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Winterbournes project case study

Wessex Water provides funding through the Dorset Biodiversity Strategy and some additional support (from data sharing to specialist advice) to the Dorset Winterbournes Project.

Winterbournes are small watercourses which generally flow during the winter and spring, but dry up as rainfall decreases in the summer months. The project covers both the North and South Winterbournes and seeks to raise the understanding and awareness of Winterbourne habitats to local residents and other interest groups.

The North Winterborne Project

The North Winterborne rises in Winterborne Houghton, and runs through Winterbornes Stickland, Clenston, Kingston and Zelston, down to Sturminster Marshall where it reaches its confluence with the River Stour.  

An advisory group was established in 2004 to develop the project and community workshops were held to identify:

  • what the community felt was special about the Winterborne
  • what issues needed addressing
  • what actions they would like to see.

The results were used to work up a successful bid to the North Dorset Liveability Fund. The resulting grant was matched with funding from the Environment Agency and the Countryside Agency.

A wide variety of actions have taken place through the Liveability grant, including improving community access through replacing stiles with gates, production of a management leaflet and three information boards, the production of whole farm plans and implementation of capital improvements, community and management events, and the commissioning of survey work to find out more about the ecology of the winterbourne.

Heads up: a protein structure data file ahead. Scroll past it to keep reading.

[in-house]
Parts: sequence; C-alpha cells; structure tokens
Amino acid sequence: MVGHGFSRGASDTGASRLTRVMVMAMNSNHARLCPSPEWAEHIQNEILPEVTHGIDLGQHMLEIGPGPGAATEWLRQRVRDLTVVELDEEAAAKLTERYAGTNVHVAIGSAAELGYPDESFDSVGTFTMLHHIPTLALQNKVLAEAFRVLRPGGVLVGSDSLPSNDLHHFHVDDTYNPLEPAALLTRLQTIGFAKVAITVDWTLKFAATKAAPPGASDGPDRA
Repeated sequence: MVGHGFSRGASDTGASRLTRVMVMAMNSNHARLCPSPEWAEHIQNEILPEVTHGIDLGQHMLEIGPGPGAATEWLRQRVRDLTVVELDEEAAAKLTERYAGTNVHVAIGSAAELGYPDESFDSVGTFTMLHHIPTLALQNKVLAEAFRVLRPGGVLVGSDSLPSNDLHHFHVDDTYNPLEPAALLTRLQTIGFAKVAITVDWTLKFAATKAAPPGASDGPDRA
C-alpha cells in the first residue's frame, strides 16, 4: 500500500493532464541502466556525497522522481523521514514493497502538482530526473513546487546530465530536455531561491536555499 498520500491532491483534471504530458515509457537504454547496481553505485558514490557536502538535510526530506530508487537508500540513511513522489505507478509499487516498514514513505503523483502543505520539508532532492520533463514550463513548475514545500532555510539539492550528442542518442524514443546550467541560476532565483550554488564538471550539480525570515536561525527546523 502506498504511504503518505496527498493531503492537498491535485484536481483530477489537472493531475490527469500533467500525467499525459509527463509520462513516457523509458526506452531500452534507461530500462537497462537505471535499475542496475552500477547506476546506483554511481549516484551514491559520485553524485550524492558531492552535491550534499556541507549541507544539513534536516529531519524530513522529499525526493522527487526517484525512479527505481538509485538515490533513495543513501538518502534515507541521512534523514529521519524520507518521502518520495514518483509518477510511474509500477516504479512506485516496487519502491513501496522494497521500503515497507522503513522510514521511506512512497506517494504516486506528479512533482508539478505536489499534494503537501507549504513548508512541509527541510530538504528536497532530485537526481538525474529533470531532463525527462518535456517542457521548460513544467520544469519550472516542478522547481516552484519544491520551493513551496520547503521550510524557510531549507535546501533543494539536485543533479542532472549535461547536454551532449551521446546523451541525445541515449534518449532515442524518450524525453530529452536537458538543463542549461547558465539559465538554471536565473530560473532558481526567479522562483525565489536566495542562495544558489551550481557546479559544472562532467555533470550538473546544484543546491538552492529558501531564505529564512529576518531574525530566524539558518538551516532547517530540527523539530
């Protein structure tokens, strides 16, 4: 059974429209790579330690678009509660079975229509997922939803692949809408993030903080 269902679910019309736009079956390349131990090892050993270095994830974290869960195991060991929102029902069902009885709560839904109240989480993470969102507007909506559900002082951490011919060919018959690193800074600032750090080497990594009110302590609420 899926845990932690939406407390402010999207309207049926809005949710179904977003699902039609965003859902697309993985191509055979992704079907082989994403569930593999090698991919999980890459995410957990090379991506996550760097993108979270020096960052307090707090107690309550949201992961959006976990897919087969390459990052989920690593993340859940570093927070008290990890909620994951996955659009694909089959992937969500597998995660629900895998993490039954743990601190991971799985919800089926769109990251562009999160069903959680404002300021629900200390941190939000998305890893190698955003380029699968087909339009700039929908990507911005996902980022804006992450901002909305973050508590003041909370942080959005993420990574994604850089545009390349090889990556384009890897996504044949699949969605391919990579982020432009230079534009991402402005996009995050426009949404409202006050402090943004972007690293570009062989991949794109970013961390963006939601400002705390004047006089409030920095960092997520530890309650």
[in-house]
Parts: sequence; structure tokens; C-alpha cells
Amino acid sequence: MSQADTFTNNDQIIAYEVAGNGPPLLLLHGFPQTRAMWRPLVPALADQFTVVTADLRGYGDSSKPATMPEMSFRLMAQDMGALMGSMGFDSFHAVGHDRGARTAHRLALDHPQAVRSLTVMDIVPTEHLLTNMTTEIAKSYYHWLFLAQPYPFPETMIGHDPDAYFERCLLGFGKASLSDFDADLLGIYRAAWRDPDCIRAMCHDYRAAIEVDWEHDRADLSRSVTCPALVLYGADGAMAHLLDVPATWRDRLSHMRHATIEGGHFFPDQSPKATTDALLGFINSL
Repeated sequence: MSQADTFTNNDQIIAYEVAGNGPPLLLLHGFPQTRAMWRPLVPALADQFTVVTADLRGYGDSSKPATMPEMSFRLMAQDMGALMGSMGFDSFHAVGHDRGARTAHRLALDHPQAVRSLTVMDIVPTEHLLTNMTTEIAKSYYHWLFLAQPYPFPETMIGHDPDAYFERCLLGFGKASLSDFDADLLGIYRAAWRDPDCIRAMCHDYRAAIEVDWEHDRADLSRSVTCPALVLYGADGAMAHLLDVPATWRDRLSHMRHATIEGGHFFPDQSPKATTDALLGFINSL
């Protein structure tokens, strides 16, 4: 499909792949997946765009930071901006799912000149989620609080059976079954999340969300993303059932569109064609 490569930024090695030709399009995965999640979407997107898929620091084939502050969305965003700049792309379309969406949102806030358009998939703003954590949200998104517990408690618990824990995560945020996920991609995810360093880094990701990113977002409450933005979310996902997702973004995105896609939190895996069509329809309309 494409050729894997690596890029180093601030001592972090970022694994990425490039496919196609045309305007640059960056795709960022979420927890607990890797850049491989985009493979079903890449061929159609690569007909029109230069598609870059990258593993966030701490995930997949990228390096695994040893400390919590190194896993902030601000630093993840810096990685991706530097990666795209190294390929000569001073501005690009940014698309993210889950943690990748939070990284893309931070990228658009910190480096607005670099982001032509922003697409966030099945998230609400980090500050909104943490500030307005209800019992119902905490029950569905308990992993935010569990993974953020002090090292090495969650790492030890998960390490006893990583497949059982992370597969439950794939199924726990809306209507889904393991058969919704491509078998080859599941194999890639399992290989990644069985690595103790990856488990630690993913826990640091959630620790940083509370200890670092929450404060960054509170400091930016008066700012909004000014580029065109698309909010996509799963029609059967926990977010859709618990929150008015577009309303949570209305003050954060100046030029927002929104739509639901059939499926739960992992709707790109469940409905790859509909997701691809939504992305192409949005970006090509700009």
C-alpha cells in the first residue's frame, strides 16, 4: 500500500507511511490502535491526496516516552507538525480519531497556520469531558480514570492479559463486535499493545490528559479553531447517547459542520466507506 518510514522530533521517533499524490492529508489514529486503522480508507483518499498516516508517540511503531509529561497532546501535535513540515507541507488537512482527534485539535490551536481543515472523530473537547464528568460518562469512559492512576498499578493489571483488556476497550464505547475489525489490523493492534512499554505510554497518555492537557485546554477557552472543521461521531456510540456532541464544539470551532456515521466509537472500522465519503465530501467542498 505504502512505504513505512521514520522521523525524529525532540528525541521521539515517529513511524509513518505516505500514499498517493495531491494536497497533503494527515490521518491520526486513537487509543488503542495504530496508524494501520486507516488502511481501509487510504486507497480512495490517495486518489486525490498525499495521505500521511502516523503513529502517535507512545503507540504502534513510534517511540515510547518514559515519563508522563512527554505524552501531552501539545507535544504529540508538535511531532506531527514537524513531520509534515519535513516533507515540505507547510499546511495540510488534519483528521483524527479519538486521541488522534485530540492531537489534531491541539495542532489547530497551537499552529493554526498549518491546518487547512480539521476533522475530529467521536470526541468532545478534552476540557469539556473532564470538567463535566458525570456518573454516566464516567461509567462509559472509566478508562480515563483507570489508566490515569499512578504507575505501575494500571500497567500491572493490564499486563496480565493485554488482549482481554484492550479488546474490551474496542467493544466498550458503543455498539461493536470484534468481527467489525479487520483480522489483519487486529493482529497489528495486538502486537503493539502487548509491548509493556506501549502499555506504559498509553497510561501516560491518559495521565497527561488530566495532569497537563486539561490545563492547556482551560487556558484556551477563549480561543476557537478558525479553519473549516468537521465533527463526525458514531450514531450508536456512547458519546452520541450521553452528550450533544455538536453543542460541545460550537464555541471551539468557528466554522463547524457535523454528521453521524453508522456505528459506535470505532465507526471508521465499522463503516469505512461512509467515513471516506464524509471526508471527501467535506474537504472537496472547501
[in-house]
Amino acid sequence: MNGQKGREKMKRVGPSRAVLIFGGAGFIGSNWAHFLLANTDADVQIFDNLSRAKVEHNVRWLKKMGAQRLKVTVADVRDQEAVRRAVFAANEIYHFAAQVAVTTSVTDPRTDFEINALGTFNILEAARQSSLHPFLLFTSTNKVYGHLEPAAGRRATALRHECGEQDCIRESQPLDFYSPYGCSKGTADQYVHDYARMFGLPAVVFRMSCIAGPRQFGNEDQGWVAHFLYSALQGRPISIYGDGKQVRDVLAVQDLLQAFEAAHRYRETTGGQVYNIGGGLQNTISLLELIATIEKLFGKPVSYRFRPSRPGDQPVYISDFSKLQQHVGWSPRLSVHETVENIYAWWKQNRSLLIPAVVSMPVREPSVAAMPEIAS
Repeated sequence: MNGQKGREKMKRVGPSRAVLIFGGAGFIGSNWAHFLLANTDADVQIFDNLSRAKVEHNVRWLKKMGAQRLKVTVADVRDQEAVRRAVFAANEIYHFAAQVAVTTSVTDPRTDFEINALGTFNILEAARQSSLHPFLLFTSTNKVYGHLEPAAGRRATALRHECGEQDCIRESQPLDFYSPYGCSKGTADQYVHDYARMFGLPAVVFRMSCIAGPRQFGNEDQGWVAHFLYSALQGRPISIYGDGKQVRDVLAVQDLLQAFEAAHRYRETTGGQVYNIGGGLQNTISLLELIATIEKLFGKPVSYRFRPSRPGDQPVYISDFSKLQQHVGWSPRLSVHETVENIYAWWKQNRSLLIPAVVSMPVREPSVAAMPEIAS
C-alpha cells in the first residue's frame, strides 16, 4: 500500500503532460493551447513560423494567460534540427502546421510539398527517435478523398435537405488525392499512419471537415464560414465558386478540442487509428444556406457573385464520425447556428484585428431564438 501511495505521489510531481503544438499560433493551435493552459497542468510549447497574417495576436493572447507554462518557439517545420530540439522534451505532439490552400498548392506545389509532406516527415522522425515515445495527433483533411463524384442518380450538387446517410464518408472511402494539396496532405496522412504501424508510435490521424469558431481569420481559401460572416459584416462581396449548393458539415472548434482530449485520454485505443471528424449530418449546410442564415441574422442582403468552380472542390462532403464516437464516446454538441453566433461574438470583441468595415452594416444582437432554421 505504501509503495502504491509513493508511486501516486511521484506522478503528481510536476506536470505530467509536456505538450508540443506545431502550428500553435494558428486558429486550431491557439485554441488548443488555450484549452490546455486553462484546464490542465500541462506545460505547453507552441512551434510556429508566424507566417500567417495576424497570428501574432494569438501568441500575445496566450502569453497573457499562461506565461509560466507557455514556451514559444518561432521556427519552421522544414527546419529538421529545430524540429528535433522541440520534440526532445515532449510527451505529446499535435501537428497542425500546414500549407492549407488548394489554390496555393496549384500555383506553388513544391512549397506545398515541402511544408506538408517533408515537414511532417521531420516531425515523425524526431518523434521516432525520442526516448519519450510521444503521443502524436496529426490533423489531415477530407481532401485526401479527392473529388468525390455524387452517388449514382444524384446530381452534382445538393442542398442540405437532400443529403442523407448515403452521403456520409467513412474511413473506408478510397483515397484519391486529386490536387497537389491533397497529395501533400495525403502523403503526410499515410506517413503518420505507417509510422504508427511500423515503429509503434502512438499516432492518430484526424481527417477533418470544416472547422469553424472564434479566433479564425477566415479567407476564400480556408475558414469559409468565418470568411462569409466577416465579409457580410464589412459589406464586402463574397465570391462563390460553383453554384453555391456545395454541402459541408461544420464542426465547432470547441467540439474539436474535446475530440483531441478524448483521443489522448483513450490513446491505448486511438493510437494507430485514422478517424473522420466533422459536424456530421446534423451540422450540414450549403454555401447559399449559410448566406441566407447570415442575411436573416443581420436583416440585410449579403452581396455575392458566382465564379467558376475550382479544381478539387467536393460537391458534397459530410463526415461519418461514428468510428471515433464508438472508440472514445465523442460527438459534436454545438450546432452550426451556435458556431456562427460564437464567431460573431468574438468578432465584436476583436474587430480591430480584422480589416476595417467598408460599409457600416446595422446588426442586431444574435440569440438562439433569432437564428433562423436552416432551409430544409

South Winterborne

The South Winterborne runs from Winterborne Abbas through Martinstown to join the River Frome at West Stafford, just south of Dorchester.

A key issue is the modification of the Winterbornes either by dredging, which deepens the river bed in places, or for gravel extraction for local use, which widens the river and changes the flow patterns. The project has commissioned the River Restoration Centre (RRC) to provide guidance on river restoration techniques that could be carried out. Following the production of a draft report by RRC, a number of sites have been identified as being suitable for carrying out further work and this will be taken forward in 2007/8.

Other work on the South Winterbourne includes:

  • an invertebrate survey carried out by the Environment Agency
  • development of a new Winterbournes Project section on the Dorset AONB web site
  • continued stream flow monitoring to record the Winterborne signature, managed by the Environment Agency
  • provision of follow up advice and support for farmers undertaking soil management plans through Dorset Farming & Wildlife Advisory Group
  • production of a project newsletter
  • a land use survey of the South Winterbourne, completed by Dorset FWAG
  • a community workshop for the South Winterborne to identify their priorities for the valley
  • two Whole Farm Plans are being produced along the South Winterborne
  • a winterbournes / chalk streams conference is planned for summer 2007.

For more information, please see the Dorset AONB website.

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